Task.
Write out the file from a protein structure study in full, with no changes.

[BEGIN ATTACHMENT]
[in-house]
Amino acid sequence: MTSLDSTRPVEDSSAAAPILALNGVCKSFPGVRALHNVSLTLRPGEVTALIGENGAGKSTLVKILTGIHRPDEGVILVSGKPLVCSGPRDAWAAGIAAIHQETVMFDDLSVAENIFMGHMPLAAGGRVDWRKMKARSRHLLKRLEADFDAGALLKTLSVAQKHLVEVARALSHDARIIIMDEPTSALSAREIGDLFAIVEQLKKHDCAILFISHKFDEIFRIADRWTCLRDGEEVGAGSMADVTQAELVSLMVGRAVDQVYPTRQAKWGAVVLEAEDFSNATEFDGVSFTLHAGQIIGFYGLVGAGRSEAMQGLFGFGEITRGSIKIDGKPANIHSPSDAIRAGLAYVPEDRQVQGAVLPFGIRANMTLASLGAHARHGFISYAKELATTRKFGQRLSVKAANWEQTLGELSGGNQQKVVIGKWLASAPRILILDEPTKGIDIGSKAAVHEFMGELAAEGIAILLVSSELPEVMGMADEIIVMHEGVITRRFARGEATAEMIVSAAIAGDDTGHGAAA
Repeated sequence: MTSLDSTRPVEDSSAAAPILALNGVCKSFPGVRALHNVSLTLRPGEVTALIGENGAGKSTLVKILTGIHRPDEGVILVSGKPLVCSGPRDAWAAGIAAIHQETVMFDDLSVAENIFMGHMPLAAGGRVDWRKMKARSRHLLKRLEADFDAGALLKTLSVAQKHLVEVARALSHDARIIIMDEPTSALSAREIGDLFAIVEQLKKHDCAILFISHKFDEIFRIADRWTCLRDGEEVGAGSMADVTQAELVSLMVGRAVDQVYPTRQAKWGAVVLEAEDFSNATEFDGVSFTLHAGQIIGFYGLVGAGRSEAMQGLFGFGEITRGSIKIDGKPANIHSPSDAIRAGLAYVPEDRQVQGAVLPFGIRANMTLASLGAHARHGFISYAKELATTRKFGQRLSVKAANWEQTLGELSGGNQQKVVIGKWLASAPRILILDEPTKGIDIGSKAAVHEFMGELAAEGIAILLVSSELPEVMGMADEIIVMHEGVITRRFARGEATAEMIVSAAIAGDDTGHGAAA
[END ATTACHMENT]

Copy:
[in-house]
Amino acid sequence: MTSLDSTRPVEDSSAAAPILALNGVCKSFPGVRALHNVSLTLRPGEVTALIGENGAGKSTLVKILTGIHRPDEGVILVSGKPLVCSGPRDAWAAGIAAIHQETVMFDDLSVAENIFMGHMPLAAGGRVDWRKMKARSRHLLKRLEADFDAGALLKTLSVAQKHLVEVARALSHDARIIIMDEPTSALSAREIGDLFAIVEQLKKHDCAILFISHKFDEIFRIADRWTCLRDGEEVGAGSMADVTQAELVSLMVGRAVDQVYPTRQAKWGAVVLEAEDFSNATEFDGVSFTLHAGQIIGFYGLVGAGRSEAMQGLFGFGEITRGSIKIDGKPANIHSPSDAIRAGLAYVPEDRQVQGAVLPFGIRANMTLASLGAHARHGFISYAKELATTRKFGQRLSVKAANWEQTLGELSGGNQQKVVIGKWLASAPRILILDEPTKGIDIGSKAAVHEFMGELAAEGIAILLVSSELPEVMGMADEIIVMHEGVITRRFARGEATAEMIVSAAIAGDDTGHGAAA
Repeated sequence: MTSLDSTRPVEDSSAAAPILALNGVCKSFPGVRALHNVSLTLRPGEVTALIGENGAGKSTLVKILTGIHRPDEGVILVSGKPLVCSGPRDAWAAGIAAIHQETVMFDDLSVAENIFMGHMPLAAGGRVDWRKMKARSRHLLKRLEADFDAGALLKTLSVAQKHLVEVARALSHDARIIIMDEPTSALSAREIGDLFAIVEQLKKHDCAILFISHKFDEIFRIADRWTCLRDGEEVGAGSMADVTQAELVSLMVGRAVDQVYPTRQAKWGAVVLEAEDFSNATEFDGVSFTLHAGQIIGFYGLVGAGRSEAMQGLFGFGEITRGSIKIDGKPANIHSPSDAIRAGLAYVPEDRQVQGAVLPFGIRANMTLASLGAHARHGFISYAKELATTRKFGQRLSVKAANWEQTLGELSGGNQQKVVIGKWLASAPRILILDEPTKGIDIGSKAAVHEFMGELAAEGIAILLVSSELPEVMGMADEIIVMHEGVITRRFARGEATAEMIVSAAIAGDDTGHGAAA